Although we used a more controlled study design, participants did not feel under pressure to use the Digital Selfs. Having a more controlled study allowed us more detailed study of how Digital Selfs were employed. Our method was based on prior studies of face-to-face interaction (Tidwell and Walther, 2002; Nguyen et al., 2015), but raises issues if the events were too artificial.
To the statement ‘I felt that the situation for conversations was natural.’ participants responded with a mean score of 5.0 (SD = 1.8), which differs significantly (One sample t-test, p = 0.032) from the neutral score (4). To the statement ‘I enjoyed the conversations with the other persons.’ with a mean score of 6.1 (SD = 1.1), which differs significantly from the neutral score (4) (One sample t-test, p < 0.0001). We can conclude that participants did not find the situation unnatural as participants were able to mingle freely, and interact (or not) as they wished. Similar to a real event, participants were also able to remove the HMDs (two participants did this) and leave the event at any time (none did).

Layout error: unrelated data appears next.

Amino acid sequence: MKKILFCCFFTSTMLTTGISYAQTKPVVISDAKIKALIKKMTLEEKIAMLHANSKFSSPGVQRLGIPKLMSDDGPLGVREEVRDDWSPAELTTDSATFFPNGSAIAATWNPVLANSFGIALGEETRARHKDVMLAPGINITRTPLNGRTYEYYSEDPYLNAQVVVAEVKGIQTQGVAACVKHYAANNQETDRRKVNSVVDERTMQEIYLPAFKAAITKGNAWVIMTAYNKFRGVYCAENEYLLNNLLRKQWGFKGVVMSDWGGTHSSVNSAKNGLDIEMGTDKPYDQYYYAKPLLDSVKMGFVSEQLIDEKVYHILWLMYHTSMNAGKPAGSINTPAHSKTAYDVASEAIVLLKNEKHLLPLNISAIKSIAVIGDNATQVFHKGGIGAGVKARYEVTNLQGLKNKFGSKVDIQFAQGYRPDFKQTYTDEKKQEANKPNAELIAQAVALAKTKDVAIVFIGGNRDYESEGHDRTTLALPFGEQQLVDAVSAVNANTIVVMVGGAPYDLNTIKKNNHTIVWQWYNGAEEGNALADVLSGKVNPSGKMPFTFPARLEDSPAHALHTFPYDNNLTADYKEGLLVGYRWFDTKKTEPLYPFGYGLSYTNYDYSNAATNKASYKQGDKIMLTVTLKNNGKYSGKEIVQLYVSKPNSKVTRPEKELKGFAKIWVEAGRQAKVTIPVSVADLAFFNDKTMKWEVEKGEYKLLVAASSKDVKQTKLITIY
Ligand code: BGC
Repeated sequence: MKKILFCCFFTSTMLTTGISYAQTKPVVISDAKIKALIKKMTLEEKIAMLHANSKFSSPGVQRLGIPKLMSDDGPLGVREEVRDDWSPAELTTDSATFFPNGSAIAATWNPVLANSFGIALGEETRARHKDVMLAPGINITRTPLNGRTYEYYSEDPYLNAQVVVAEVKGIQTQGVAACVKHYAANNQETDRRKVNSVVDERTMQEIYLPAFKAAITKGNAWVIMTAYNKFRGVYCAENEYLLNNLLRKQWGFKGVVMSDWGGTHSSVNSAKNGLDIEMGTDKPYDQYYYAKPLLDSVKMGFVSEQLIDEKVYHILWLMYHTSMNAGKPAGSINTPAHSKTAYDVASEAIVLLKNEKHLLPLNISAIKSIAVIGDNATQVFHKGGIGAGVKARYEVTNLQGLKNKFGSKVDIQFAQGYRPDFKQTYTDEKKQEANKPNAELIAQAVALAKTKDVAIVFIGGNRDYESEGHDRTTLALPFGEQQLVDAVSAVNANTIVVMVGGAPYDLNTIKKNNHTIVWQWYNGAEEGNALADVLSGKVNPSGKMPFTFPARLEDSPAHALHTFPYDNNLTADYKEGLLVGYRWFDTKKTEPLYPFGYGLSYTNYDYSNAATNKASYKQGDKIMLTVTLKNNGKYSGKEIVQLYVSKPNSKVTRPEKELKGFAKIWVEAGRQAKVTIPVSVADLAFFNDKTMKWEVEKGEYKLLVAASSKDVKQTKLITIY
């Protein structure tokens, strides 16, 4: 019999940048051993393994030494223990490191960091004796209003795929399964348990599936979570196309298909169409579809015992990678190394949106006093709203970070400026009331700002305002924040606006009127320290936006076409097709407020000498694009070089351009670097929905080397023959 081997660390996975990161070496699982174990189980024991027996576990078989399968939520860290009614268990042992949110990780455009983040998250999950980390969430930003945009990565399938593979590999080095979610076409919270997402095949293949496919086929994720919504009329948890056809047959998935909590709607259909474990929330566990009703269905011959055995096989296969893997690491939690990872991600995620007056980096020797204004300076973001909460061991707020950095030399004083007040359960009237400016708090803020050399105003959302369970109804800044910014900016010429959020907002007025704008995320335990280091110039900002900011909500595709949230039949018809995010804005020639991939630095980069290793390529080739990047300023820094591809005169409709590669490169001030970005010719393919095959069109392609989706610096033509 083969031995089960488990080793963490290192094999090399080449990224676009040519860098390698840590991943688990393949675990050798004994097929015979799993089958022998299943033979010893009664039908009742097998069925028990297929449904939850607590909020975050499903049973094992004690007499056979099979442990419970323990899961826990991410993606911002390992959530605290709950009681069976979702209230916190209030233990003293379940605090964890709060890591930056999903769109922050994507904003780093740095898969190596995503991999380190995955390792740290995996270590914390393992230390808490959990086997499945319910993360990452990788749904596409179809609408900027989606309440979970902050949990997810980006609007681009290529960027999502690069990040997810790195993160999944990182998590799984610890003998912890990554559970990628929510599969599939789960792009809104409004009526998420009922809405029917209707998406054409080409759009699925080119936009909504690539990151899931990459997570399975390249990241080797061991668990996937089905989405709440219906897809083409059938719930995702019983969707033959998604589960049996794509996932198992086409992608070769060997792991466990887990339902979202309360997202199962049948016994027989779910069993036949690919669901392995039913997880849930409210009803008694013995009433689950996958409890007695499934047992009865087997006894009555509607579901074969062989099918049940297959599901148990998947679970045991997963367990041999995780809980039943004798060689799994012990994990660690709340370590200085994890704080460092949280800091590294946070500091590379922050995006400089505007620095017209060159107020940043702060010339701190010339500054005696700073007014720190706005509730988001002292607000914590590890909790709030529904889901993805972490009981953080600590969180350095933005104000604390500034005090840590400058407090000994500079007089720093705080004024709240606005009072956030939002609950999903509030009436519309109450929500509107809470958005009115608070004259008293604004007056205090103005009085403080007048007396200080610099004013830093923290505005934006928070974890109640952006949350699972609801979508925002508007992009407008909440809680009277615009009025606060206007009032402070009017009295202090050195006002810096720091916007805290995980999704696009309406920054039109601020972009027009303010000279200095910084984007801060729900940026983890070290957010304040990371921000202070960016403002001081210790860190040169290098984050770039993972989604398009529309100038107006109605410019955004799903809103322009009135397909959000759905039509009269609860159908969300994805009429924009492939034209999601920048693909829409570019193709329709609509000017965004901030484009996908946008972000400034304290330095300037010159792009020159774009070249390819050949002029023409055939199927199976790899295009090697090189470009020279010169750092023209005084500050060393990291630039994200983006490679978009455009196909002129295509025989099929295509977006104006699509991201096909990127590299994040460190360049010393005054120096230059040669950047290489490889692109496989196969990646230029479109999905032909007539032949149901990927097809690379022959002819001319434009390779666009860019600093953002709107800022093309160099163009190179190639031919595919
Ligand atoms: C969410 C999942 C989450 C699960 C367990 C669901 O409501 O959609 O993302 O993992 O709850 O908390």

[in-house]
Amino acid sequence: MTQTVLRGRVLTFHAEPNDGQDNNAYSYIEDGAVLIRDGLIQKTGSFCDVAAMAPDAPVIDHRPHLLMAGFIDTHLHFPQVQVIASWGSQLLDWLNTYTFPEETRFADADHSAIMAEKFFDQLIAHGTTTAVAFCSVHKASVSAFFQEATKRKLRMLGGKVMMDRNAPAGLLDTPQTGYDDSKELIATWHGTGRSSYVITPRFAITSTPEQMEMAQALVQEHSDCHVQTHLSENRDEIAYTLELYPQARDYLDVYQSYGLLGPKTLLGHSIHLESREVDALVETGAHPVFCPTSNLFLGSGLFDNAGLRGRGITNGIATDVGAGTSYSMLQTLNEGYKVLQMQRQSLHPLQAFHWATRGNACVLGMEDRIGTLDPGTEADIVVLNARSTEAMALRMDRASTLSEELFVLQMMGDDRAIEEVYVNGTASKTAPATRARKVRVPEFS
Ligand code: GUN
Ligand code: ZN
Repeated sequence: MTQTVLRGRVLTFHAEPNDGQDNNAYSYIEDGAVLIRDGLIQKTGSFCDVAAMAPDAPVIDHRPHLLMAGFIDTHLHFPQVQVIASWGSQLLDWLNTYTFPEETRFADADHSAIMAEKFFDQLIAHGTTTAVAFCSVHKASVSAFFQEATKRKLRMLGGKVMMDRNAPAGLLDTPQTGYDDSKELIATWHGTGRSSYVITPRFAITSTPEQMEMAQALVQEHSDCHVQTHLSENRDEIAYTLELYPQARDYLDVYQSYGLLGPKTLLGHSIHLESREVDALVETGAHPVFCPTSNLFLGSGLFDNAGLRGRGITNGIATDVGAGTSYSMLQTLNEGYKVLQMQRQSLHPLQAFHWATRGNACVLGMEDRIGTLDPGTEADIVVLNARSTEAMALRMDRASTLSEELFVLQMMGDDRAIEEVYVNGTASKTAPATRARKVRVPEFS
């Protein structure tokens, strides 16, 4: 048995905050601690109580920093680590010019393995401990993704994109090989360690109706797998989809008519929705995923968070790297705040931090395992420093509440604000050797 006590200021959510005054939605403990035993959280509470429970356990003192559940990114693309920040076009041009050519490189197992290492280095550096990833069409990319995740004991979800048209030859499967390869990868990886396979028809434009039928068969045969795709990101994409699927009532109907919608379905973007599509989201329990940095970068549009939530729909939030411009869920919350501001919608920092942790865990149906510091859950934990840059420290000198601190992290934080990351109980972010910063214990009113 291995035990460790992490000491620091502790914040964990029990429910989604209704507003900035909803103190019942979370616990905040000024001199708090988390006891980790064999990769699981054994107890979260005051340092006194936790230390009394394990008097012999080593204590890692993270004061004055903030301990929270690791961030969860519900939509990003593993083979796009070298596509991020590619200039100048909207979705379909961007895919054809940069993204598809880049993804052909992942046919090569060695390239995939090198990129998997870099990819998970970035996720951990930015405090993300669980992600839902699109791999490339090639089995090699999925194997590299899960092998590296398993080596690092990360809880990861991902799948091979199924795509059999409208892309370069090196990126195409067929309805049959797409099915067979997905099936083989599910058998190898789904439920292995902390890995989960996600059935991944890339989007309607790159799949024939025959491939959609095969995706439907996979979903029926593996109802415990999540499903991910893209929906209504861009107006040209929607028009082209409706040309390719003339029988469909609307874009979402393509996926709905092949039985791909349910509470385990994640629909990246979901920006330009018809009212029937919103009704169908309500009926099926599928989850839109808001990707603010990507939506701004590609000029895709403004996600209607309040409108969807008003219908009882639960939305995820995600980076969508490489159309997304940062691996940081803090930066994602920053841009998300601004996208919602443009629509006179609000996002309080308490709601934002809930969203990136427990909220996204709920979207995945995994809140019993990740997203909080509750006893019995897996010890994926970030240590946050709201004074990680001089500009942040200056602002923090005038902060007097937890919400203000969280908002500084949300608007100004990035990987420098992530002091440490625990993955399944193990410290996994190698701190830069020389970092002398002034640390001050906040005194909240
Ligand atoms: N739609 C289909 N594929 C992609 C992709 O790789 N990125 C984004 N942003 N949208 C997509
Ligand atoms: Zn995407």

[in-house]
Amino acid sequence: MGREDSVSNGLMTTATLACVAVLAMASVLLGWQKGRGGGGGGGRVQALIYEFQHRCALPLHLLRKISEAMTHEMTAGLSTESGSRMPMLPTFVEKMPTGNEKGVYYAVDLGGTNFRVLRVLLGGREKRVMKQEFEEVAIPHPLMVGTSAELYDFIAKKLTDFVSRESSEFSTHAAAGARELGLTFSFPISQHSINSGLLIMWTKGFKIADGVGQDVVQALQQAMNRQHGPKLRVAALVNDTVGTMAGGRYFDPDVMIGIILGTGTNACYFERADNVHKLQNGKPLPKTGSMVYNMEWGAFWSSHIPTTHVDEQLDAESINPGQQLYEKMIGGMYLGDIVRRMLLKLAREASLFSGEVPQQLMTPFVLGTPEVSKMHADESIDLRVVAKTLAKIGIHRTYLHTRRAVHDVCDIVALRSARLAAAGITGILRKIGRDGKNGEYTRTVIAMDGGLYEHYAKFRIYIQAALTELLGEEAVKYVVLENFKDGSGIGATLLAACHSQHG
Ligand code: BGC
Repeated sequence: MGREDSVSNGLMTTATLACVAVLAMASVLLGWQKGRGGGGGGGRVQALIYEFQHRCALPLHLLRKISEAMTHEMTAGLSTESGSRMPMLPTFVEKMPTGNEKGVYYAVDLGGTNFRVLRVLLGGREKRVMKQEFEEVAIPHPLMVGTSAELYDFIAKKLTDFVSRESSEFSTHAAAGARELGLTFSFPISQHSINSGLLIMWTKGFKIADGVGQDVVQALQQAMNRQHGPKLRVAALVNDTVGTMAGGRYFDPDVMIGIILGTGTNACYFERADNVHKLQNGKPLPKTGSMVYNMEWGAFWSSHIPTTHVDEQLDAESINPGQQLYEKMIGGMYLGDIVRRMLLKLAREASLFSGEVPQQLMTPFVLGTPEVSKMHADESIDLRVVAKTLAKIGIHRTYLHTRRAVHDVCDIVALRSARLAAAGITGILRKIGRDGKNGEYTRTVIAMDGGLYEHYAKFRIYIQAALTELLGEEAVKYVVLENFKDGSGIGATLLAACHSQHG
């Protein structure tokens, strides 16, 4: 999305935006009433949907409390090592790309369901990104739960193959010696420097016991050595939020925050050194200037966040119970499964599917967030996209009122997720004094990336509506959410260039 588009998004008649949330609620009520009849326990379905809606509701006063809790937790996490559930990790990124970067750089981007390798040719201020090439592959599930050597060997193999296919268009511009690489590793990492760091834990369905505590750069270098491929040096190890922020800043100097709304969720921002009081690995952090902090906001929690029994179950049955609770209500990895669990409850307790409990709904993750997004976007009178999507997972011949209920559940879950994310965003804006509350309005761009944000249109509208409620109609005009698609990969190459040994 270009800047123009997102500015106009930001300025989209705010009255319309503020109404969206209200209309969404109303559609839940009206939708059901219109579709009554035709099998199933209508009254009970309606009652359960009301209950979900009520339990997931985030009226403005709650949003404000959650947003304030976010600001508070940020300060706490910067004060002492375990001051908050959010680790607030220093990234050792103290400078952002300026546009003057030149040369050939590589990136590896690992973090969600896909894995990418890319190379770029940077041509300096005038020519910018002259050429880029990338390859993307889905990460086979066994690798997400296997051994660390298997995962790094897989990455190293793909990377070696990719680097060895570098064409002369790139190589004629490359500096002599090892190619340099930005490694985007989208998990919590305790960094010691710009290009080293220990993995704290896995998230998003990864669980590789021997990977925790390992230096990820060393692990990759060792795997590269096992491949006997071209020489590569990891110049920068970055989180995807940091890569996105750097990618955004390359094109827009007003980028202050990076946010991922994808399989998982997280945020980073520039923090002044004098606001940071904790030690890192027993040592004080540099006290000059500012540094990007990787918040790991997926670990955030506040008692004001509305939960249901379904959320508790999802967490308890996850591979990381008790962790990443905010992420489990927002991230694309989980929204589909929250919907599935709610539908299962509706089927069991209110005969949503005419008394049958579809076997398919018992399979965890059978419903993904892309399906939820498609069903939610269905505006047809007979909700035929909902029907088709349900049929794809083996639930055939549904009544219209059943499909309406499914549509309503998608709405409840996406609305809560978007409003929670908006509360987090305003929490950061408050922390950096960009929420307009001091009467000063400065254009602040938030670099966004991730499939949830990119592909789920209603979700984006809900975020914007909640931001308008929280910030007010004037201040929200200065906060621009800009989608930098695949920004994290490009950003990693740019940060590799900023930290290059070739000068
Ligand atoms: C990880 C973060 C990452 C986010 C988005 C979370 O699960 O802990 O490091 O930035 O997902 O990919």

Browsing for individuals
Eleven participants viewed Digital Selfs before initially approaching another participant. Figure 9 illustrates how many times and how often each participant accessed other’s Digital Selfs before their first interaction, as well as how these initial interactions formed the first subgroups in each event. Participants accessed Digital Selfs largely to gain some idea of who the other people were before initiating interaction (P18:‘It’s something I like to have, information about the other person before starting talking, that’s why I find concept itself fascinating, because it’s public information in a way’).